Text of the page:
The attack follows a row between a European-based spam filtering organisation called The Spamhaus Project, who is blocking servers belonging to Cyberbunker, a web hosting firm based in Netherlands, reports BBC.
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Cyberbunker is said to be behind a series of retaliation attacks on Spamhaus, in the form of Distributed Denial of Service (DDoS) which the anti-spam org. is calling unprecedented.
Spamhaus claims the Dutch hosting firm is in cahoots with criminal gangs from Russia and Eastern Europe to help carry out the attacks on its web infrastructure.
DDoS attacks redirect mass traffic to a target website - to Spamhaus in this case - attacking its infrastructure and slowing down other sites.
The DDoS attacks have been likened to "nuclear bombs," according to one security expert, and deemed big enough to shut down any website or government organisation even the high security British government, says Spamhaus CEO Steve Linford.
But it hasn't knocked over The Spamhaus Project's site yet, he says.
Web giants, including Google, are helping Spamhaus fight the massive traffic influx, designed to break its systems and if so, could lead to a spam explosion.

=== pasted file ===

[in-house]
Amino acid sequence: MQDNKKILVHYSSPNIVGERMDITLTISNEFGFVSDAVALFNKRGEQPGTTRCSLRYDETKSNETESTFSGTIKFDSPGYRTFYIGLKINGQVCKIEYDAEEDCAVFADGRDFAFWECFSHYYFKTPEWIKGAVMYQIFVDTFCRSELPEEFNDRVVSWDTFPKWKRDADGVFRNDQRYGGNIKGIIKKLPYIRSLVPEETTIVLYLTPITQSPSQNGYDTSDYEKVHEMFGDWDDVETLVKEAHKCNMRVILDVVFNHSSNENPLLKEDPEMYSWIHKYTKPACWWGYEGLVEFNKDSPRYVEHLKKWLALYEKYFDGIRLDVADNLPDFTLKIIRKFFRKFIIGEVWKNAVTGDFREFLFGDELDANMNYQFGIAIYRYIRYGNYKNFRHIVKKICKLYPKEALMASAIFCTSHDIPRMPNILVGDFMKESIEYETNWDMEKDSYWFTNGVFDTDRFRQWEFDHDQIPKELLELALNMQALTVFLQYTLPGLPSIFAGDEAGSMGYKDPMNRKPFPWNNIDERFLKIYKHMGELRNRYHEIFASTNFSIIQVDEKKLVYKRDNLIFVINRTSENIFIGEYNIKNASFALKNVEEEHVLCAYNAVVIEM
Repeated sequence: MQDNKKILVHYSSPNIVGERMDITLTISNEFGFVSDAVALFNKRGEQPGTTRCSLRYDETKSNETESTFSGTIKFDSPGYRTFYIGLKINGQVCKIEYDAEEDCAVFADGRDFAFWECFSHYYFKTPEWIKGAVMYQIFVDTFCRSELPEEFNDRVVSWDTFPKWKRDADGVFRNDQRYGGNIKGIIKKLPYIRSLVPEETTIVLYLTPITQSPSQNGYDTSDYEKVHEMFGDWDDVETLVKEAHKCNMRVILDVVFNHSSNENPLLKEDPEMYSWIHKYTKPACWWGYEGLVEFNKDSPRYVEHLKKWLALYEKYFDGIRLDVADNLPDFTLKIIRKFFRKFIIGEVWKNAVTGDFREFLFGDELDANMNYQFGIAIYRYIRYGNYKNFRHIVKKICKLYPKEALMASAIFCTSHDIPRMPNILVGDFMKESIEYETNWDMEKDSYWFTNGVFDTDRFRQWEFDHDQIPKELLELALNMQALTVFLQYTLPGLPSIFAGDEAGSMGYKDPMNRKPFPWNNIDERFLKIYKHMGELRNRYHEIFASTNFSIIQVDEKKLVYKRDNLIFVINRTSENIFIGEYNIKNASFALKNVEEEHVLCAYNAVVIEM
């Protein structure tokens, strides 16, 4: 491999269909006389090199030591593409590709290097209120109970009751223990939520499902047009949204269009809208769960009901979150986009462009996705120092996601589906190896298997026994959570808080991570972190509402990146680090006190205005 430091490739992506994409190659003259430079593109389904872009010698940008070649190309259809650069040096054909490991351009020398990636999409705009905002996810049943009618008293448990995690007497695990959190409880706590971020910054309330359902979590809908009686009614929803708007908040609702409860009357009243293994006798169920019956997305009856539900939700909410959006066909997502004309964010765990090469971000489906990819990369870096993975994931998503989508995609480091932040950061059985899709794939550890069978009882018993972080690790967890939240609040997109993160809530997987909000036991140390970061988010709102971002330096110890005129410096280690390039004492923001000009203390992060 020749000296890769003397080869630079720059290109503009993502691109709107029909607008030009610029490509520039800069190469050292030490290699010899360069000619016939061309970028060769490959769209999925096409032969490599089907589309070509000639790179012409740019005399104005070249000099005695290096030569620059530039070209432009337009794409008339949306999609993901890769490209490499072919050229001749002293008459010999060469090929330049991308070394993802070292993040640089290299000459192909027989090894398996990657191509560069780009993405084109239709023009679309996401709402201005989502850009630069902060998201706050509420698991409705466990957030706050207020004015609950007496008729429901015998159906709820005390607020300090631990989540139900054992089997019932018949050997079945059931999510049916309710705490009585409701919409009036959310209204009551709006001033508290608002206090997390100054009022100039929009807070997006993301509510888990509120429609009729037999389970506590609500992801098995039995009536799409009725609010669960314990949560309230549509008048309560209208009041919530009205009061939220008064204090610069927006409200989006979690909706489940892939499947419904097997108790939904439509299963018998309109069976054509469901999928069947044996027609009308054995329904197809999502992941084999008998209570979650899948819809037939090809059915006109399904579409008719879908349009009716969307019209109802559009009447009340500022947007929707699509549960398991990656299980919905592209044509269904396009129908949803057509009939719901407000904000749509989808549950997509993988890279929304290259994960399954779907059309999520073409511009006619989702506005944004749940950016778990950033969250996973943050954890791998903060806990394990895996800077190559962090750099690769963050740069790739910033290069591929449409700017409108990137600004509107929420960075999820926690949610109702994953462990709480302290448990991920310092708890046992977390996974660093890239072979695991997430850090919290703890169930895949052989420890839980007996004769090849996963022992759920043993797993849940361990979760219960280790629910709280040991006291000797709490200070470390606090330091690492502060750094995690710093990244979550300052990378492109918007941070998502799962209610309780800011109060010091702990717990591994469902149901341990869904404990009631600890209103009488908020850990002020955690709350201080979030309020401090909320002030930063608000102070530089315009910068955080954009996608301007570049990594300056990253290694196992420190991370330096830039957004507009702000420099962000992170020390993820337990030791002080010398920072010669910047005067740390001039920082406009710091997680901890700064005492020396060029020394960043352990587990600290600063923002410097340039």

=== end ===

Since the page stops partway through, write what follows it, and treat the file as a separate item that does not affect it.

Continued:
"But we're up - they haven't been able to knock us down. Our engineers are doing an immense job in keeping it up - this sort of attack would take down pretty much anything else," Linford told BBC.
"These attacks are peaking at 300 gb/s (gigabits per second). Normally when there are attacks against major banks, we're talking about 50 gb/s."
Internet services worldwide are now said to be similar to the dial-up days of the 1990's.
Police in five countries are said to be investigating the issue, which could have serious ramifications for web users, and other organisations such as banks, and other service providers who rely heavily on Internet, if the dispute goes further.
The Spamhaus Project may be responsible for up to 80% of all spam blocked worldwide, one expert told CNN.